The fact that more hospitals are seeking higher Level II trauma designation is good news for patients, considering that these hospitals must have trauma, orthopedic, neurosurgery, urology, obstetrician, cardiovascular, and hand surgeons available 24/7 within a 15-minute time window. Yet, with six to eight million people in the Greater Houston area, there is still room for development, in that we need a total of six to eight trauma centers.
Medical malpractice in trauma centers and emergency rooms
As a Houston, Texas medical malpractice attorney, I speak quite regularly with clients who have concerns about care that they received in a hospital emergency room or trauma center. I always explain to them that the Texas legislature has made it rather difficult for a patient or family member to bring a medical malpractice lawsuit against healthcare providers in a hospital emergency room or trauma center.
Generally speaking, the plaintiff in a medical malpractice case has the burden of proof based on a standard called preponderance of the evidence. At trial, I explained this term to juries as meaning more likely than not.
In contrast, plaintiffs filing a medical malpractice lawsuit against doctors or hospitals related to care provided in a hospital emergency room must meet a higher standard called wilful and wanton negligence. At first glance, it is apparent that this term is nonsensical. A standard requiring willful conduct is typically reserved for criminal cases. The Texas Supreme Court clarified that this poorly-worded standard is equivalent to gross negligence.
Under Texas law, wilful and wanton negligence, or gross negligence, includes both objective and subjective components.
To meet the requirement of the subjective component, the plaintiff must provide proof of the defendant’s actual awareness or state of mind, examining whether the defendant knew about the danger caused by his or her conduct. The objective component requires proof that, despite having actual awareness of risk, the defendant proceeded with conscious indifference to consequences to the patient.
The evidentiary requirements of this complex law are a reason why I always recommend that patients and family members seriously injured by healthcare in a hospital emergency room contact an experienced medical malpractice attorney, without delay, to review their potential claim.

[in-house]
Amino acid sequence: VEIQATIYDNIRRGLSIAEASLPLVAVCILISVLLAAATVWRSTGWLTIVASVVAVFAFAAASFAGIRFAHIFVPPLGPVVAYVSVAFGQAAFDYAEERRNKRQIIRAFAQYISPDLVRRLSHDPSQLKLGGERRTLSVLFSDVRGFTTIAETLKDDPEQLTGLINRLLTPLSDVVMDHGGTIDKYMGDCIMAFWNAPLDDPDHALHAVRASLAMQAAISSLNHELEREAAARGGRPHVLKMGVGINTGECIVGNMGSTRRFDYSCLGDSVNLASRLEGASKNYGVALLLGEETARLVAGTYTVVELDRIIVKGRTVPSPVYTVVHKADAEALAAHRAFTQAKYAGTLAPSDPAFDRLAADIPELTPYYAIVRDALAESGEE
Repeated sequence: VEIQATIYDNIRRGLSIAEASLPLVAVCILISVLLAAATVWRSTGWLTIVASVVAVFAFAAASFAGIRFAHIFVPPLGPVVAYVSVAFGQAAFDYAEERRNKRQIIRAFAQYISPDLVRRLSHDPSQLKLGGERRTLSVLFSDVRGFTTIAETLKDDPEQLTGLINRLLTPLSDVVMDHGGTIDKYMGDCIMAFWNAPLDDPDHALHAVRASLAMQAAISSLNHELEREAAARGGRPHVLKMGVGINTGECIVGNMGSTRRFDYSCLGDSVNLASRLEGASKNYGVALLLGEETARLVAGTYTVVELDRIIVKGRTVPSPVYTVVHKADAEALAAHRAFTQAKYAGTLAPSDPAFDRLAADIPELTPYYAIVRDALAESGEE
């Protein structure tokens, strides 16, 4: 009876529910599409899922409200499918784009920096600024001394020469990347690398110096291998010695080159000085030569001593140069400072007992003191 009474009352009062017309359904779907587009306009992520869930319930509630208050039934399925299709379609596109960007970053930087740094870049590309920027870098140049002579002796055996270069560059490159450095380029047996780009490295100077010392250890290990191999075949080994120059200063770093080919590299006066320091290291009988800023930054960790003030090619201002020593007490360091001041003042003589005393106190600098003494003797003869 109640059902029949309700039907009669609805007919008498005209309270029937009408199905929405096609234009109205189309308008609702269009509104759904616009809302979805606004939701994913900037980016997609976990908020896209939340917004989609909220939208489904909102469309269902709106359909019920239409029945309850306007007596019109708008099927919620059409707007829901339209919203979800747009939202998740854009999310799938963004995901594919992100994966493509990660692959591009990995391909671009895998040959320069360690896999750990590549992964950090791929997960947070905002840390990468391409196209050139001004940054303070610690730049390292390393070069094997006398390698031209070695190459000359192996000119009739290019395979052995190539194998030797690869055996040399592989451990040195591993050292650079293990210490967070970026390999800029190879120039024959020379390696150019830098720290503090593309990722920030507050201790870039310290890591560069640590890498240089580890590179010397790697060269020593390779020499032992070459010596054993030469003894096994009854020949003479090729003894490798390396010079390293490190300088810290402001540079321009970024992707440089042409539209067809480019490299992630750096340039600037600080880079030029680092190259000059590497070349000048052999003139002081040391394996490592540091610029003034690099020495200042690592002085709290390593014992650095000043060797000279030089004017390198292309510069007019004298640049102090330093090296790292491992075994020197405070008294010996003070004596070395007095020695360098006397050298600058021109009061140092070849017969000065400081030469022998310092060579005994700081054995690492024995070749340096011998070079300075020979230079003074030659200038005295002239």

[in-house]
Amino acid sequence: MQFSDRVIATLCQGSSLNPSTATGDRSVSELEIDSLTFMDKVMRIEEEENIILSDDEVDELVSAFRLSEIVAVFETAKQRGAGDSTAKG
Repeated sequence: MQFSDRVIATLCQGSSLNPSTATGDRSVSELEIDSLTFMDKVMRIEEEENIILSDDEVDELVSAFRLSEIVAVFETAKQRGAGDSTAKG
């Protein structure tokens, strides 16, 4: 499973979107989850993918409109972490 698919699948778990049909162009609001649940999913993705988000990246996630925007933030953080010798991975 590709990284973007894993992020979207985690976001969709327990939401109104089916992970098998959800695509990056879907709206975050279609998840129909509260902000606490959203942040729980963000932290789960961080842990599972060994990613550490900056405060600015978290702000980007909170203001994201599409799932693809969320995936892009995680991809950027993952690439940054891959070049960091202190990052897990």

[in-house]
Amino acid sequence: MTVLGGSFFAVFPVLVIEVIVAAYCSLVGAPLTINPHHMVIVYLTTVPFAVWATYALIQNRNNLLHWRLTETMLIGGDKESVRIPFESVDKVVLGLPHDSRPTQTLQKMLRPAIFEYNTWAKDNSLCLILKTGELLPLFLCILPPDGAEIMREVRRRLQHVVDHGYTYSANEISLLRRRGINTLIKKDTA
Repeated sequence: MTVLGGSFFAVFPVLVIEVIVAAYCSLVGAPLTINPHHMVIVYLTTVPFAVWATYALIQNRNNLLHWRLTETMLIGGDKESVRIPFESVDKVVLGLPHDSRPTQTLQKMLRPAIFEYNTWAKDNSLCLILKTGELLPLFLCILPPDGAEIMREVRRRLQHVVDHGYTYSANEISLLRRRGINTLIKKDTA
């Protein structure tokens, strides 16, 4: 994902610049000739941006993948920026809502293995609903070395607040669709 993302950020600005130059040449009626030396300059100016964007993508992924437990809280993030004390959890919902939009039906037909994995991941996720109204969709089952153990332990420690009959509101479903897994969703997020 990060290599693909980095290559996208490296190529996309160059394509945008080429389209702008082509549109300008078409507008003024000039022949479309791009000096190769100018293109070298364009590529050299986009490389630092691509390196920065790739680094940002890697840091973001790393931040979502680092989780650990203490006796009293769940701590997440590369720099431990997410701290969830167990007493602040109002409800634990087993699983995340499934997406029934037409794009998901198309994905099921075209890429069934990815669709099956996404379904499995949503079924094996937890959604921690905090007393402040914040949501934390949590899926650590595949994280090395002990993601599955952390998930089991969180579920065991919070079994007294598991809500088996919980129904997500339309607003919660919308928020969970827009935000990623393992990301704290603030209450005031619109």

When discussing possible emergency room medical malpractice claims with potential new clients, my colleagues at Painter Law Firm and I focus on specific questions about what the healthcare providers knew and did not know at the relevant time. Of course, our goal is to make a judgment call as to whether we believe there is a likelihood of evidence that could meet the higher standard of proof required by Texas law for emergency room cases.
What you can do
Sometimes busy emergency room providers tend to jump to conclusions without going through a proper diagnostic process, including testing. If you find yourself in a position where you feel like you are being rushed out the emergency room door, I suggest you ask your doctor and nurses some specific questions.
A differential diagnosis refers to a list of all the potential diagnoses that your physician should consider as potential causes of your signs and symptoms. The standard of care requires the physician to rule in and out each of those potential causes before discharging you. For some conditions, this can be done by physical examination, but for others, diagnostic testing, like lab work or a radiology scan, may be necessary.
Ask your physician what is in his or her at differential diagnosis list, what has been ruled out, and how. In my experience, these types of questions cause physicians to think twice about making a hasty discharge order. They also cause physicians to stop, pause, and consider you as an individual patient, rather than just another number or statistic.
We are here to help
If you or someone you love has been seriously injured by medical or hospital malpractice, our experienced medical negligence attorneys can help. Click here to send us a confidential email via our “Contact Us” form or call us at 281-580-8800.
All consultations are free and, because we only represent clients on a contingency fee, you will owe us nothing unless we win your case.
Robert Painter is a medical malpractice attorney at Painter Law Firm PLLC, in Houston, Texas. He is a former hospital administrator who represents patients and family members in medical negligence and wrongful death lawsuits against hospitals, physicians, surgeons, anesthesiologists, and other healthcare providers. A member of the board of directors of the Houston Bar Association, he was honored, in 2017, by H Texas as one of Houston’s top lawyers. In May 2018, the Better Business Bureau recognized Painter Law Firm PLLC with its Award of Distinction.